U.S. Paralympic gold medalists Nick Taylor (left) and David Wagner will help Team USA celebrate "A Capitol Fourth" in Washington D.C.
© Tom Shaw
By Nick Taylor, special to USTA.com
Since I was a little kid I had dreamt of being, at that time, an Olympian, not knowing about the Paralympics back then. In Athens I got to realize that dream for the first time and was then fortunate enough to win a gold medal along the way.
When people ask me about my favorite moments from Athens and Beijing, two moments stick out: winning gold with David Wagner and rolling into opening ceremonies. I was sure tonight’s Opening Ceremonies would provide a third extremely memorable experience.
Rolling into a stadium, hearing the announcer say "The United States of America" and knowing you are there representing your country is a surreal experience, one that I cannot possibly put into words. The grandeur and magnitude of the Opening Ceremonies is awe-inspiring and represents what is a truly global games. The entertainment during the show was phenomenal. The feats and talents of the high flying acrobats were impressive, but even more so once I figured out that most all of them had some type of disability. For instance, a retired wheelchair tennis player was flown across the field while sitting in a tennis chair, supported by wires. At the same moment, other sportsmen were flying in from other directions making for a breathtaking spectacle. Ian McKellen (of Gandoff fame and a wonderful actor) and Steven Hawking (a brilliant mind and scientist) highlighted the show. It will always be etched in my memory.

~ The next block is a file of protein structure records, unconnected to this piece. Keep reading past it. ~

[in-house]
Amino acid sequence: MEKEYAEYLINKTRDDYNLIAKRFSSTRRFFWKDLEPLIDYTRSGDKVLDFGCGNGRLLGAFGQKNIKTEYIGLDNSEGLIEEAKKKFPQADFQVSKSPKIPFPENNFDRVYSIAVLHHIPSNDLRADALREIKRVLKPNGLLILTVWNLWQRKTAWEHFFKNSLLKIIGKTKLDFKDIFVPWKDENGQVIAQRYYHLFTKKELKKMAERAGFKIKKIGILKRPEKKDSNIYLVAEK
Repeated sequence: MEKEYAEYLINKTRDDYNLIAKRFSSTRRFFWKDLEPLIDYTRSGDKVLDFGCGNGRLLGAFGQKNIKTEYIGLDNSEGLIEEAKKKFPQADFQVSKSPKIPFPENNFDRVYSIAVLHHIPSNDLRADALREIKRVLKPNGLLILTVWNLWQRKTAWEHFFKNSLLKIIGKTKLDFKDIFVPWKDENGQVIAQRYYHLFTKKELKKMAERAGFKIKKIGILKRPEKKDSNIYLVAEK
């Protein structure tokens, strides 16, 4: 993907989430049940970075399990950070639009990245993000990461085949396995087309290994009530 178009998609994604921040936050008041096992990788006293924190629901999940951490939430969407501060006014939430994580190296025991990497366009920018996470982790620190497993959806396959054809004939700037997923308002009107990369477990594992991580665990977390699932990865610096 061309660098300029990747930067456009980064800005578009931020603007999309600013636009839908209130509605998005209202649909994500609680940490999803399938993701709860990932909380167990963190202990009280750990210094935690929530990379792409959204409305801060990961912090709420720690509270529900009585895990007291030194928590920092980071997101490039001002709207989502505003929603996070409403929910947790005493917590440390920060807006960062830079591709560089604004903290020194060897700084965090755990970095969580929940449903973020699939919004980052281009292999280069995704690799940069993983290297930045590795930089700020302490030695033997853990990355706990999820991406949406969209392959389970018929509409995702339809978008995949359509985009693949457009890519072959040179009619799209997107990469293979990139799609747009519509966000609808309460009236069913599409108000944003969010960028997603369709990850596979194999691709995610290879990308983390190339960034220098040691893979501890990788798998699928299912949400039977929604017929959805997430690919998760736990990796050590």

The torch lighting ceremony was hot! Seriously, when the performer cascaded down with the torch from hundreds of feet in the air, he landed right in front of me. The torch was then handed off to a blind athlete who handed it off to Margaret Maughan, the first British Gold Medalist in Archery who lit the cauldron. The evening concluded with a fireworks display that impressed the packed stadium.
We arrived at the Village around 1:00 AM. I had the novel idea of going to get something to eat, and I quickly discovered that all 4,200 other athletes had the same brilliant idea! I was still able to get food fairly quickly and then headed to bed with the all-important draw ceremony on my mind which was to be held at noon the next day.